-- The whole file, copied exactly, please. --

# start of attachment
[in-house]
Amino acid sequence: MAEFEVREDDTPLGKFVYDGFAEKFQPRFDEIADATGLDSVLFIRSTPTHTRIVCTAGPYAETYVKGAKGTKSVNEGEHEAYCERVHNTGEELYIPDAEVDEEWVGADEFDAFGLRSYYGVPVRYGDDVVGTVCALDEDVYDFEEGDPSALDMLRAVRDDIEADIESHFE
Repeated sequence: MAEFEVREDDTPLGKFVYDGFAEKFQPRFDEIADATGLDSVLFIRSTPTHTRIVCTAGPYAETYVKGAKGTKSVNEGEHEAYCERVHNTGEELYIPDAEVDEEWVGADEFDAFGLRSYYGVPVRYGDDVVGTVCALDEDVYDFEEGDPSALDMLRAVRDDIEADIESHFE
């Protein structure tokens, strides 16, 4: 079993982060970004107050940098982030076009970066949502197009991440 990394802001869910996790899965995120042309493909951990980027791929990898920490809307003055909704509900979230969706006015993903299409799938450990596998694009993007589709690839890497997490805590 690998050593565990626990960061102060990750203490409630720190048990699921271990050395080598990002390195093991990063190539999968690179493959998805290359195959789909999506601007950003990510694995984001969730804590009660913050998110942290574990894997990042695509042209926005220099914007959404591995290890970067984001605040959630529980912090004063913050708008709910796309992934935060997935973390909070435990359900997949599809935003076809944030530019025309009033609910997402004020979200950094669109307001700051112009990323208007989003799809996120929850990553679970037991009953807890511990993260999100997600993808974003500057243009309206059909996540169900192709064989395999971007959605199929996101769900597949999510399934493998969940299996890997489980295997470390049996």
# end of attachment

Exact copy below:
[in-house]
Amino acid sequence: MAEFEVREDDTPLGKFVYDGFAEKFQPRFDEIADATGLDSVLFIRSTPTHTRIVCTAGPYAETYVKGAKGTKSVNEGEHEAYCERVHNTGEELYIPDAEVDEEWVGADEFDAFGLRSYYGVPVRYGDDVVGTVCALDEDVYDFEEGDPSALDMLRAVRDDIEADIESHFE
Repeated sequence: MAEFEVREDDTPLGKFVYDGFAEKFQPRFDEIADATGLDSVLFIRSTPTHTRIVCTAGPYAETYVKGAKGTKSVNEGEHEAYCERVHNTGEELYIPDAEVDEEWVGADEFDAFGLRSYYGVPVRYGDDVVGTVCALDEDVYDFEEGDPSALDMLRAVRDDIEADIESHFE
């Protein structure tokens, strides 16, 4: 079993982060970004107050940098982030076009970066949502197009991440 990394802001869910996790899965995120042309493909951990980027791929990898920490809307003055909704509900979230969706006015993903299409799938450990596998694009993007589709690839890497997490805590 690998050593565990626990960061102060990750203490409630720190048990699921271990050395080598990002390195093991990063190539999968690179493959998805290359195959789909999506601007950003990510694995984001969730804590009660913050998110942290574990894997990042695509042209926005220099914007959404591995290890970067984001605040959630529980912090004063913050708008709910796309992934935060997935973390909070435990359900997949599809935003076809944030530019025309009033609910997402004020979200950094669109307001700051112009990323208007989003799809996120929850990553679970037991009953807890511990993260999100997600993808974003500057243009309206059909996540169900192709064989395999971007959605199929996101769900597949999510399934493998969940299996890997489980295997470390049996």